Imagine you’re reading an engrossing essay about strategies you can use to increase your short-term memory and retain information better. Instead of only presenting statistics and dry scientific data, it repeats important words, illustrates concepts through analogies, and simplifies key concepts in a way that makes the essay easy to comprehend. These are known as rhetorical devices.
Here, we unpack the meaning of rhetorical device and how it can impact a reader’s perception of whatever they are reading or hearing.
What is a rhetorical device?
A rhetorical device is a linguistic tool that evokes a specific kind of understanding in a reader or listener. Generally, rhetorical devices are used to make arguments or bolster existing arguments.
To understand rhetorical devices, you need to first understand rhetoric. Rhetoric is language that’s used to connect with audiences and inform, motivate, or persuade them. Rhetoric comes in four categories:
- Logos: Language that appeals to logic and reasoning.
- Pathos: Language that appeals to emotion.
- Ethos: Language that bases its credibility in its speaker’s authority.
- Kairos: Language that communicates the timeliness of its speaker’s position.
Rhetorical devices are the strategies used to communicate rhetoric to an audience. In essence, they’re the how of how rhetoric works. Rhetorical devices can incorporate any of the four forms of rhetoric and, in some cases, more than one.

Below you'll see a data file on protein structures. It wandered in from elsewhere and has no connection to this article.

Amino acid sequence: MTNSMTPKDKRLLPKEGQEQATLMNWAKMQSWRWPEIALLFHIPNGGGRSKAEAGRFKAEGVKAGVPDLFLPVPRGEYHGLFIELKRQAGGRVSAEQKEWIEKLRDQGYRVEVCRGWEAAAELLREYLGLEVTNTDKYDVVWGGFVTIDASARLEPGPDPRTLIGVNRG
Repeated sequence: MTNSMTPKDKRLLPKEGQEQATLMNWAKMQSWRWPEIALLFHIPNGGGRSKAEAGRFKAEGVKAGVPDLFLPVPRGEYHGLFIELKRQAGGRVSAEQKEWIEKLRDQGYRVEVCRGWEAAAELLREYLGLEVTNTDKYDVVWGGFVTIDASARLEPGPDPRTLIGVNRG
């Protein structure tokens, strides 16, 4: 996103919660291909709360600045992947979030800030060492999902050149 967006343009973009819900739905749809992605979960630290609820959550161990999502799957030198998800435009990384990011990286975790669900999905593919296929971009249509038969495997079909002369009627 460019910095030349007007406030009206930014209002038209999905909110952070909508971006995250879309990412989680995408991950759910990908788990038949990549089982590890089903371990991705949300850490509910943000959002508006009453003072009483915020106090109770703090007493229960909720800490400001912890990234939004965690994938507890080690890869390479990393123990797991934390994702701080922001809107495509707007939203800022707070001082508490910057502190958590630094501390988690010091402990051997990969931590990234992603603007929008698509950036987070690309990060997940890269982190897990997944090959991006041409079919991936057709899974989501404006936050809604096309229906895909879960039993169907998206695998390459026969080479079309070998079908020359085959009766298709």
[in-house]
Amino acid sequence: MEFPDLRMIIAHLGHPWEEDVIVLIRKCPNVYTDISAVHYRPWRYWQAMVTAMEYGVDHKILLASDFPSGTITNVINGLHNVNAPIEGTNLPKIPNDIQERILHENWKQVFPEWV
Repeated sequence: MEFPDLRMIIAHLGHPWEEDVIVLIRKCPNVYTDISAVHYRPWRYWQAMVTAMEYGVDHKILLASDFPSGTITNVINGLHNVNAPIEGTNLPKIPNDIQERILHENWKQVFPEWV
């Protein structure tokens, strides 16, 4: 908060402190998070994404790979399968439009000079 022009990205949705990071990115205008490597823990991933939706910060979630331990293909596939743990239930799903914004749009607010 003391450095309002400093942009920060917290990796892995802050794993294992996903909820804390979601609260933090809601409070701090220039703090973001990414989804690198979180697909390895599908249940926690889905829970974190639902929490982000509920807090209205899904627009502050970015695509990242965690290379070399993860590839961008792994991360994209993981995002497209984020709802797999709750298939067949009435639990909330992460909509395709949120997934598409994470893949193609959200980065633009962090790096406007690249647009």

December is the best time of year to buy a car because salespeople are trying to meet their annual sales goals. Thus, they are more willing to negotiate with buyers and offer discounts.
This example uses both logos and kairos to push the reader to buy a new car in December.
Additionally, rhetorical questions are a type of rhetorical device that aim to create an effect rather than elicit a response or answer.
What’s the purpose of a rhetorical device?
The purpose of a rhetorical device is to influence how an audience understands and engages with the material. It could be to connect with the reader emotionally and push them to empathize with a particular position, or to connect with their logical mind and demonstrate why a specific position is well crafted.
In writing, rhetorical devices are used to achieve one or more of the following:
- Help explain your position
- Challenge an existing point of view
- Elicit a strong reaction
- Make an emotional connection
Because rhetorical devices speak directly to the reader, they are often used in pieces of writing like personal essays, argumentative and persuasive essays, blog posts, speeches, opinion pieces, and social media posts. In fiction, rhetorical devices can be part of dialogue to show readers a character’s thoughts and perspective.